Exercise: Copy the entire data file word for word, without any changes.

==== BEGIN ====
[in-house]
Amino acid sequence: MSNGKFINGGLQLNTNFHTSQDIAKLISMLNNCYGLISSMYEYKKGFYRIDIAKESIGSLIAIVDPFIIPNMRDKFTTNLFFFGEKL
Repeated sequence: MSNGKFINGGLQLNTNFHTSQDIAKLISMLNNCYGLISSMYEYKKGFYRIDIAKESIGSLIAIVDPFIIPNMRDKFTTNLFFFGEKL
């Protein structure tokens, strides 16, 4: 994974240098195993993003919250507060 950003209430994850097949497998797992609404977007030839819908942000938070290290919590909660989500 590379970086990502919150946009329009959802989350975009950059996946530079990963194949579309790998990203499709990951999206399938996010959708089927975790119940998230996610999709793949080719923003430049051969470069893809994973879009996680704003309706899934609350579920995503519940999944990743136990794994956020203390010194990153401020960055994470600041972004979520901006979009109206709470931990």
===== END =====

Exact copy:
[in-house]
Amino acid sequence: MSNGKFINGGLQLNTNFHTSQDIAKLISMLNNCYGLISSMYEYKKGFYRIDIAKESIGSLIAIVDPFIIPNMRDKFTTNLFFFGEKL
Repeated sequence: MSNGKFINGGLQLNTNFHTSQDIAKLISMLNNCYGLISSMYEYKKGFYRIDIAKESIGSLIAIVDPFIIPNMRDKFTTNLFFFGEKL
């Protein structure tokens, strides 16, 4: 994974240098195993993003919250507060 950003209430994850097949497998797992609404977007030839819908942000938070290290919590909660989500 590379970086990502919150946009329009959802989350975009950059996946530079990963194949579309790998990203499709990951999206399938996010959708089927975790119940998230996610999709793949080719923003430049051969470069893809994973879009996680704003309706899934609350579920995503519940999944990743136990794994956020203390010194990153401020960055994470600041972004979520901006979009109206709470931990």